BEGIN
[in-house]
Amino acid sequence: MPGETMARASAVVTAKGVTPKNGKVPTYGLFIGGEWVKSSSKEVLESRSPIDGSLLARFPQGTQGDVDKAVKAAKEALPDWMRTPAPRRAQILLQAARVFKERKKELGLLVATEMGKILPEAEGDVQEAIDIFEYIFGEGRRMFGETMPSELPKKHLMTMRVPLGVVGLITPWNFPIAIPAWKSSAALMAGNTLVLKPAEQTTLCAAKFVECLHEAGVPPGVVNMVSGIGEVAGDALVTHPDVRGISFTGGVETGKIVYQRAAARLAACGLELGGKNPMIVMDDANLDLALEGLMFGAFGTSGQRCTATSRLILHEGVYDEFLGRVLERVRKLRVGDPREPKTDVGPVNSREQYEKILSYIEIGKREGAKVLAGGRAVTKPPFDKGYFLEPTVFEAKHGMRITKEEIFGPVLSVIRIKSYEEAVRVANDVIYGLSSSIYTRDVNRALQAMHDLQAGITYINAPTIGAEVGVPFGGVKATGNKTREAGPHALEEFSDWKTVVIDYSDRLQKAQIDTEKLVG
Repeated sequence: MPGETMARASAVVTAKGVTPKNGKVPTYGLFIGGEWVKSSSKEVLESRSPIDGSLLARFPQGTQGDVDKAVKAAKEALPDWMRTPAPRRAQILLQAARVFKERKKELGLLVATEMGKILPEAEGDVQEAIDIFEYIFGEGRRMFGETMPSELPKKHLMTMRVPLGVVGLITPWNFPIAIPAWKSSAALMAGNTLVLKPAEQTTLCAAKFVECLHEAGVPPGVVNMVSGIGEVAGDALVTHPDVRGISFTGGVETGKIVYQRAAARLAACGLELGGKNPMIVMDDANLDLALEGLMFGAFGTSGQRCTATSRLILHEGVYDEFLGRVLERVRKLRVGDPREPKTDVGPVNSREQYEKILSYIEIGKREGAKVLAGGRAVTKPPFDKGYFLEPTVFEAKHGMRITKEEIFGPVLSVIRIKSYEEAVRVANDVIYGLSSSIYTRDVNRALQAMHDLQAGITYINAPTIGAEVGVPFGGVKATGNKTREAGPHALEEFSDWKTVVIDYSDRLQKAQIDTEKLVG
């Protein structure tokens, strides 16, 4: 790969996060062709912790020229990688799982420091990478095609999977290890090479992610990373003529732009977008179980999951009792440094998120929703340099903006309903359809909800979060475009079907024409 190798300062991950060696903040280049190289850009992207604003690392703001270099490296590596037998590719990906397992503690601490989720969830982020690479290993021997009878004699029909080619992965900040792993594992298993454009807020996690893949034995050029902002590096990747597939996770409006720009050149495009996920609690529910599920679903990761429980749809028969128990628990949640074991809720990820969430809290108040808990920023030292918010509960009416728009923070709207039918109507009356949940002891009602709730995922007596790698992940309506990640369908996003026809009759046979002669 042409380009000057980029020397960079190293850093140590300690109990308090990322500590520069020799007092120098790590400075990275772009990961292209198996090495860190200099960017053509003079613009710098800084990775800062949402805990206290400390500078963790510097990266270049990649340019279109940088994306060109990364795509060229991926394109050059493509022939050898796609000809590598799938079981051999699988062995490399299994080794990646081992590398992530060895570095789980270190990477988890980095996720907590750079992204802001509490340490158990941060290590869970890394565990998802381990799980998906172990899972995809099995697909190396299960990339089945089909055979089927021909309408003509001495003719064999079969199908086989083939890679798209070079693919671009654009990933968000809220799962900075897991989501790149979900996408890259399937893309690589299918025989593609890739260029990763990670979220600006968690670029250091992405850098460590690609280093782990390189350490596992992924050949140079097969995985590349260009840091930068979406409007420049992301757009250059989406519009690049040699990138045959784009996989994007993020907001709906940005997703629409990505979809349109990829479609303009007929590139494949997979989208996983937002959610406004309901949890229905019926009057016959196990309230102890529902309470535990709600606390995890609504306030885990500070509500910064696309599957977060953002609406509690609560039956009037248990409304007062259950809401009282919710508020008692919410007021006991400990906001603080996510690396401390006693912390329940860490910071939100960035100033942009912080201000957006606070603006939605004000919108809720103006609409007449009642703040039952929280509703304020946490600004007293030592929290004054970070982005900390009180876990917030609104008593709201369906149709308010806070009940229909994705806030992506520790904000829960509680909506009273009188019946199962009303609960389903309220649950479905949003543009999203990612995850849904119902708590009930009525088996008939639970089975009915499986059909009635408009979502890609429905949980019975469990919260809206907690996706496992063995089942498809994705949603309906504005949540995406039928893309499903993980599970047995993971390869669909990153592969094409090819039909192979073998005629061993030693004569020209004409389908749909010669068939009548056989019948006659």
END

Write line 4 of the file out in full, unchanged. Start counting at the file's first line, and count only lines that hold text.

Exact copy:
């Protein structure tokens, strides 16, 4: 790969996060062709912790020229990688799982420091990478095609999977290890090479992610990373003529732009977008179980999951009792440094998120929703340099903006309903359809909800979060475009079907024409 190798300062991950060696903040280049190289850009992207604003690392703001270099490296590596037998590719990906397992503690601490989720969830982020690479290993021997009878004699029909080619992965900040792993594992298993454009807020996690893949034995050029902002590096990747597939996770409006720009050149495009996920609690529910599920679903990761429980749809028969128990628990949640074991809720990820969430809290108040808990920023030292918010509960009416728009923070709207039918109507009356949940002891009602709730995922007596790698992940309506990640369908996003026809009759046979002669 042409380009000057980029020397960079190293850093140590300690109990308090990322500590520069020799007092120098790590400075990275772009990961292209198996090495860190200099960017053509003079613009710098800084990775800062949402805990206290400390500078963790510097990266270049990649340019279109940088994306060109990364795509060229991926394109050059493509022939050898796609000809590598799938079981051999699988062995490399299994080794990646081992590398992530060895570095789980270190990477988890980095996720907590750079992204802001509490340490158990941060290590869970890394565990998802381990799980998906172990899972995809099995697909190396299960990339089945089909055979089927021909309408003509001495003719064999079969199908086989083939890679798209070079693919671009654009990933968000809220799962900075897991989501790149979900996408890259399937893309690589299918025989593609890739260029990763990670979220600006968690670029250091992405850098460590690609280093782990390189350490596992992924050949140079097969995985590349260009840091930068979406409007420049992301757009250059989406519009690049040699990138045959784009996989994007993020907001709906940005997703629409990505979809349109990829479609303009007929590139494949997979989208996983937002959610406004309901949890229905019926009057016959196990309230102890529902309470535990709600606390995890609504306030885990500070509500910064696309599957977060953002609406509690609560039956009037248990409304007062259950809401009282919710508020008692919410007021006991400990906001603080996510690396401390006693912390329940860490910071939100960035100033942009912080201000957006606070603006939605004000919108809720103006609409007449009642703040039952929280509703304020946490600004007293030592929290004054970070982005900390009180876990917030609104008593709201369906149709308010806070009940229909994705806030992506520790904000829960509680909506009273009188019946199962009303609960389903309220649950479905949003543009999203990612995850849904119902708590009930009525088996008939639970089975009915499986059909009635408009979502890609429905949980019975469990919260809206907690996706496992063995089942498809994705949603309906504005949540995406039928893309499903993980599970047995993971390869669909990153592969094409090819039909192979073998005629061993030693004569020209004409389908749909010669068939009548056989019948006659």